In recent months, the U.S. began negotiations for a bilateral free trade agreement with Kenya. These negotiations are aligned with the current administration’s vision for trade reciprocity rather than unilateral trade preference programs. Although these negotiations could produce the first bilateral trade agreement between the U.S. and a sub-Saharan African country, a shift from regional preferential trade agreements to bilateral free trade agreements could undermine the growth of smaller countries, who may not be of enough economic interest to the United States. Bilateral agreements could also undermine efforts to create a regional economic bloc through the African Continental Free Trade Area (AfCFTA).
When President Bill Clinton signed the African Growth and Opportunity Act (AGOA) in 2000, African countries were given a competitive edge by providing unilateral duty-free exports for 6,500 products from Africa to the United States. Twenty years after AGOA was first adopted, we see that it has created long-term, sustainable growth by stimulating the private sector and creating jobs in a region where many countries are battling high unemployment, thereby addressing structural challenges the region faces. Additionally, in choosing a regional approach for the trade agreement, Clinton empowered both big players like South Africa and smaller players like Lesotho. In many ways, this approach aligns with the “trade not aid” mantra.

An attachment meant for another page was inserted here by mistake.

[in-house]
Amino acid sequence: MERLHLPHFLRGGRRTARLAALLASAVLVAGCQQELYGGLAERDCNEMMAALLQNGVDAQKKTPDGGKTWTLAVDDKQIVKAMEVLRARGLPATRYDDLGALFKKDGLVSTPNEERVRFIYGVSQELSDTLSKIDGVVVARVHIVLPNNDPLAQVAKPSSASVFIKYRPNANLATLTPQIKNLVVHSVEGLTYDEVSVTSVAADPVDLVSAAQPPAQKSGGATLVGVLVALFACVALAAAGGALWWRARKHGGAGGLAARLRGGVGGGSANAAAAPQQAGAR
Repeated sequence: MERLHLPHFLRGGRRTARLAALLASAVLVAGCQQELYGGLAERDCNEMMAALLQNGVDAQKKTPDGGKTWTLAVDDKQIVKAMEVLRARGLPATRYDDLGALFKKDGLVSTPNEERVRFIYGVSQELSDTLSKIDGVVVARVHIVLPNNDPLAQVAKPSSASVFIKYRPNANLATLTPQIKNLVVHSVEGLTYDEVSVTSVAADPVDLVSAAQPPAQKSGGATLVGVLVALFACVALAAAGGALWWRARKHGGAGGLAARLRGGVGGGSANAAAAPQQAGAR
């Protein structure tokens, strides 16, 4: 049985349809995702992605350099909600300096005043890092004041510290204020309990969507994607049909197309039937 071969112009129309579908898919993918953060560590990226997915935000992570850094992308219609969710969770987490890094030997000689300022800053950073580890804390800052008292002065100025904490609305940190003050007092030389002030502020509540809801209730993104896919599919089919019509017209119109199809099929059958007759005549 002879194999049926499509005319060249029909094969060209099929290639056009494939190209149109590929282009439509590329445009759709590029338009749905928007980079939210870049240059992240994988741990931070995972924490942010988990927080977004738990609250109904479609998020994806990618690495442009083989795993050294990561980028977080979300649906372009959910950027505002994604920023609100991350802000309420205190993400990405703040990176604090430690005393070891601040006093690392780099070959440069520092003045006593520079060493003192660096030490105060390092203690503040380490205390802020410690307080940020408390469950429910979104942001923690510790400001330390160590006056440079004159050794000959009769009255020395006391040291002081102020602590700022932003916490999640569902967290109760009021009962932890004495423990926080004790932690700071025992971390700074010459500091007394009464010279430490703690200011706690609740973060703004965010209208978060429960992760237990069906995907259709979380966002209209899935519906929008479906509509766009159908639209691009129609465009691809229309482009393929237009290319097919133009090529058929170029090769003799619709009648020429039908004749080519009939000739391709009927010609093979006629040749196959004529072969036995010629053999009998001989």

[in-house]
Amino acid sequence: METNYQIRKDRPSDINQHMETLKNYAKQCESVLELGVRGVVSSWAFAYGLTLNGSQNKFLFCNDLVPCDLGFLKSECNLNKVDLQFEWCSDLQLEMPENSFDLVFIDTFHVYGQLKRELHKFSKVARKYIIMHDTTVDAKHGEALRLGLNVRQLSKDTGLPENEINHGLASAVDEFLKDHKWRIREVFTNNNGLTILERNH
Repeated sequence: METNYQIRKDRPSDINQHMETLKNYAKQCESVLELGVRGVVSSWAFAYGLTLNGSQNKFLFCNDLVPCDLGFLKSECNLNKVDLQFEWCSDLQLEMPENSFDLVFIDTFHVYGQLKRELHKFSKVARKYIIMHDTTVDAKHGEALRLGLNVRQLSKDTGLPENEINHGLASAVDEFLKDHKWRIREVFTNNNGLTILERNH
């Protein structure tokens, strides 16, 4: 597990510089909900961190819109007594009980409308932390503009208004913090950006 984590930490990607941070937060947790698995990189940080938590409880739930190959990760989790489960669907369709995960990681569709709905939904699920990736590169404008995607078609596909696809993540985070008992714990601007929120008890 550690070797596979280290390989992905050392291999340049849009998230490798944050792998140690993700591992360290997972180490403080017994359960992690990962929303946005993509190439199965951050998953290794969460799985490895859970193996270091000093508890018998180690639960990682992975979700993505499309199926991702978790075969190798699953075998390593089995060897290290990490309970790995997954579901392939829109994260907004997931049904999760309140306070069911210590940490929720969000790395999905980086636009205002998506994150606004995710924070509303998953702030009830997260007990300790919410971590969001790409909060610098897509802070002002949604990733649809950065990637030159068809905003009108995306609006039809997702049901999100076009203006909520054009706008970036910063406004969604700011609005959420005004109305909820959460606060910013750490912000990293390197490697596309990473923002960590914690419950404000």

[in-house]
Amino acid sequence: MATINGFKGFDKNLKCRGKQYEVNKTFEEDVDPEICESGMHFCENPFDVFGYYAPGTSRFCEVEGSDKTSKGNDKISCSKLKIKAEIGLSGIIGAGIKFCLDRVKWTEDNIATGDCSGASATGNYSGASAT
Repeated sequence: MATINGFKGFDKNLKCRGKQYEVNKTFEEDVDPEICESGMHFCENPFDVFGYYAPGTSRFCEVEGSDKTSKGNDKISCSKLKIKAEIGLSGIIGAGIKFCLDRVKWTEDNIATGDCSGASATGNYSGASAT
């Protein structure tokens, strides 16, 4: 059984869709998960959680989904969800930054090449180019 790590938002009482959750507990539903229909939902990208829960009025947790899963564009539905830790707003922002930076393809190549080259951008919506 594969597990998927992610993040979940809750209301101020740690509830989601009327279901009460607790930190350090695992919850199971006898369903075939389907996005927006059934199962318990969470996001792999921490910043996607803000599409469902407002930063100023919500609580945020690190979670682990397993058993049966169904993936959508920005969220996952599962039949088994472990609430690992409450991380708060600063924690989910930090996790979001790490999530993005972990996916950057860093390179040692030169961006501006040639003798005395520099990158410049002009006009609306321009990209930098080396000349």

Although AGOA has been extended twice, most recently until 2025, it has come under threats over the last four years, as tariffs were imposed on key steel and aluminum products and duty-free access was suspended for apparel imports from Rwanda. Any further disruptions to AGOA could devastate the region, particularly in the medium to long term as economies seek to recover from the impact of COVID-19.